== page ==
• APL
        Posted January 12, 2014 at 1:18 pm | Permalink

        Dufken: “His main point is that this is pie-in-the-sky stuff and that nothing can come of it ”

        It is hoped by the political elite that extra votes will come of it. This is all part of the boring repetitive pattern we see in the run up to an election, any election.

        If your suckered by this tactic again, well, you deserve the government you get.

        • Duyfken
          Posted January 12, 2014 at 4:11 pm | Permalink

          Thanks for the comment APL. I fail to see how I may have been “suckered” in and the criticism I summarised is that made by Dr North, with whom incidentally I am in full agreement.

  7. Andyvan
    Posted January 12, 2014 at 8:01 am | Permalink

    Good idea but Dave won’t do it.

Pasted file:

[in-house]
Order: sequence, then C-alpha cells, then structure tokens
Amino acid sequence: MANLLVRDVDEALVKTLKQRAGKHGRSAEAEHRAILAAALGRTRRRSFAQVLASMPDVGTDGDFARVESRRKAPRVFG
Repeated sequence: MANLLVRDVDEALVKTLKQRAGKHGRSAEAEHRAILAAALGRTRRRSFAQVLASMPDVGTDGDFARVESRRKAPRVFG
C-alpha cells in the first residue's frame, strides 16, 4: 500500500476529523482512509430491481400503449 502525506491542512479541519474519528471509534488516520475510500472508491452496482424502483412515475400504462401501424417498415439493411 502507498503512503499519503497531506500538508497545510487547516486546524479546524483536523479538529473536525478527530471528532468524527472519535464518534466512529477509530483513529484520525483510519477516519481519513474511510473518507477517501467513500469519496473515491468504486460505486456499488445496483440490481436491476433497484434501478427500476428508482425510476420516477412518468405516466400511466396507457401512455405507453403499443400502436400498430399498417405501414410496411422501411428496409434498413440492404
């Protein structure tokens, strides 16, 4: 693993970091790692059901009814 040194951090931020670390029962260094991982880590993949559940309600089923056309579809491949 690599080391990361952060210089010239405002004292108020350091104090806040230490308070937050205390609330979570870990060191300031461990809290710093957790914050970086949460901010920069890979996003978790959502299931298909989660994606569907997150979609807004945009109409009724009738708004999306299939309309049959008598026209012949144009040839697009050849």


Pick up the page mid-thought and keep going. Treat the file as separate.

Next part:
8. Steven Granger
    Posted January 12, 2014 at 8:55 am | Permalink

    It is becoming incredibly boring and irritating having to spell out the obvious flaws in the above approach but let me do it again this time in capital letters so there is a chance you and your quarter witted colleagues might understand:

    1. THE SINGLE MARKET WAS NOT “HI JACKED” BY THE FEDERALISTS, IT WAS AND ALWAYS HAS BEEN PART OF THE PLAN TO ULTIMATELY CREATE A POLITICAL UNION. THE EU DID NOT START OUT AS A TRADING RELATIONSHIP THAT SOMEHOW GOT OUT OF HAND, IT WAS INTENDED TO BECOME A POLITICAL UNION FROM THE OUTSET. IT IS NOT POSSIBLE TO STOP THIS PROCESS FROM WITHIN THE EU.

    2.IT IS POSSIBLE TO HAVE THE TRADING RELATIONSHIP THAT YOU AND YOUR COLLEAGUES CLAIM TO DESIRE BUT ONLY BY WAY OF AN EXIT FROM THE EU VIA A NEGOTIATED SETTLEMENT UNDER ARTICLE 50 OF THE LISBON TREATY.